16/01/2018
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Florida Frontiers Radio Program (#287) – Veterans Legacy Program

Posted in Radio Segments by

Florida Frontiers Radio Program, episode #287, has aired across Florida in the last week or so. I wanted to share this particular episode because I was fortunate enough to be asked to introduce a very exciting program my department has been working hard on with the National Cemetery Administration, the Veterans Legacy Program.

You can check out the segment by click here. I recommend listening to it in its entirety, but the section on the Veterans Legacy Program starts at roughly 23 minutes. I was honored to be a part of the program on the Day of Learning as support staff for the event. The Day of Learning took place on the 19th of May this year, where over 100 seventh graders from a Florida school came and learned from faculty, students and staff at the University of Central Florida about veterans. It was an unforgettable day and a privilege to be a part of.

15/11/2017
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Knights HistoryCast: A Podcast Interview with Dr. John Morrow

Back in April of this year, I was honored to have had the chance to interview the University of Central Florida’s History Department’s 2017 Pauley Speaker Series on Global Affairs lecturer, Dr. John Morrow, for the History Department’s new Podcast series, Knights HistoryCast. Dr. Morrow is the Franklin Professor of History at the University of Georgia and author of a number of books, including Only America Left Her Negro Troops Behind: The African American Military in the First World War. His lecture centered on his research, how Americans neglected to see the contributions to the war effort by African American soldiers, even afraid that African American accomplishments of the war would agitate America’s segregated society.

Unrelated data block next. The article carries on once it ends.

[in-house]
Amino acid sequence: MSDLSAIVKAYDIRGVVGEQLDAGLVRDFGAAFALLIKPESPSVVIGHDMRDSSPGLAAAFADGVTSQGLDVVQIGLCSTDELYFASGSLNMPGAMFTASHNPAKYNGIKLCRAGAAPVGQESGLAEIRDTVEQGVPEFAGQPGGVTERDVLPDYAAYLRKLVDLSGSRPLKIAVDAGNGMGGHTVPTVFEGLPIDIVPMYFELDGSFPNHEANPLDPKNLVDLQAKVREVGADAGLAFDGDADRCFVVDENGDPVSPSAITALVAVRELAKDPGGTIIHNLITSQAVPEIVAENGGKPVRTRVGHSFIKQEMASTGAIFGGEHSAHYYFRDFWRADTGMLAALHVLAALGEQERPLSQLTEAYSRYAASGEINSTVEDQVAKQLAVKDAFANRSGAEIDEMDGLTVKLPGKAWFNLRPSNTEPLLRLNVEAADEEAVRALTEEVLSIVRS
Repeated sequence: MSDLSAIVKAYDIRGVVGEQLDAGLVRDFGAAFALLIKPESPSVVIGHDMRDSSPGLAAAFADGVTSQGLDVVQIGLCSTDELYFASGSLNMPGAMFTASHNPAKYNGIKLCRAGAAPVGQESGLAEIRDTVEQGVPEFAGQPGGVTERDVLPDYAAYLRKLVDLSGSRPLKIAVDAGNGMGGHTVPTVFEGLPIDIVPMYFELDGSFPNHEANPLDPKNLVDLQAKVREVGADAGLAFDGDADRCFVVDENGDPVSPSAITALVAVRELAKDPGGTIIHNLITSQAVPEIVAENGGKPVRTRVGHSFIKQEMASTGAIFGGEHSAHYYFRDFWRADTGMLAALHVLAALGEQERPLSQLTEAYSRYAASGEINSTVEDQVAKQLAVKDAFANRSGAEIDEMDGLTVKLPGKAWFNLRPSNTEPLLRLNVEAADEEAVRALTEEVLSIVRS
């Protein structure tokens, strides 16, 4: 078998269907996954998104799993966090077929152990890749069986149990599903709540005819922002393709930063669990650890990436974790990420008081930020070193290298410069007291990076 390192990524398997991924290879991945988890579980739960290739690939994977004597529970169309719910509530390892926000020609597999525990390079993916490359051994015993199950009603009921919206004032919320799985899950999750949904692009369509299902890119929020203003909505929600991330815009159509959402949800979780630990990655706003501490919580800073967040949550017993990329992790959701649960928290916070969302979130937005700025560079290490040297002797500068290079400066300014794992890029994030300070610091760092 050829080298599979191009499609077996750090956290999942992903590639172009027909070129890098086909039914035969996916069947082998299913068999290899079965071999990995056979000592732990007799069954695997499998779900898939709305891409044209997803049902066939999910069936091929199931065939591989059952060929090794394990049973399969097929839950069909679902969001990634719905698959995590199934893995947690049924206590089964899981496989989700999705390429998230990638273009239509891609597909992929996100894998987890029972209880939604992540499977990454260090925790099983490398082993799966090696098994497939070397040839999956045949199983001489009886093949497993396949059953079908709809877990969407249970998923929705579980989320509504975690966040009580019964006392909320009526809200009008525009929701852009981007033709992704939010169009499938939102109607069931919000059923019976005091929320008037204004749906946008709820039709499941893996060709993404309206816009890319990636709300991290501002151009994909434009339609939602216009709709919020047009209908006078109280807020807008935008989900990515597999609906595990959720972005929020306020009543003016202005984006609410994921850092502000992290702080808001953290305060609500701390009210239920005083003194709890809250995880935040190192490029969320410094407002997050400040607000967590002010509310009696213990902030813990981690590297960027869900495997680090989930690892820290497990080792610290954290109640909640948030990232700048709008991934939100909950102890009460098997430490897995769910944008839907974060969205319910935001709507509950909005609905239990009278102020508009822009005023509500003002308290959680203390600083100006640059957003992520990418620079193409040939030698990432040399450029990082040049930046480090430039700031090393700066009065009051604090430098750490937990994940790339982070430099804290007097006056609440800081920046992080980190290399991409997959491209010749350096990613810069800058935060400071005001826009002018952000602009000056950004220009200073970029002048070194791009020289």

In this interview, Dr. Morrow discusses a number of aspects from his lecture and his book.

To listen to this interview through iTunes, please click here. For a direct MP3 link to the interview, please click here.

05/10/2017
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Operation Thesis: Organizing Research

Though I have only been in thesis hours for four months, my thesis has been a work in progress for over two years; however, now that it is “official”, I have the freedom to solely focus on the researching and writing without the worry of class work.

The other day I was sitting with my advisor going over what I have accomplished throughout the summer and where I think I am heading in the next couple of months. As she and I talked, I came to fully realize what a trial and error process these last four months have been. From taking notes, to organizing my research, to the actual process of writing- all of this has been trial and error for me and I have really come to learn a lot about the process of constructing a thesis and about myself. So based on these times of self discovery, I want to start what I guess you might call a “series” on my blog about my thesis process, “Operation Thesis”. I know, it is terrible, but I am going with it.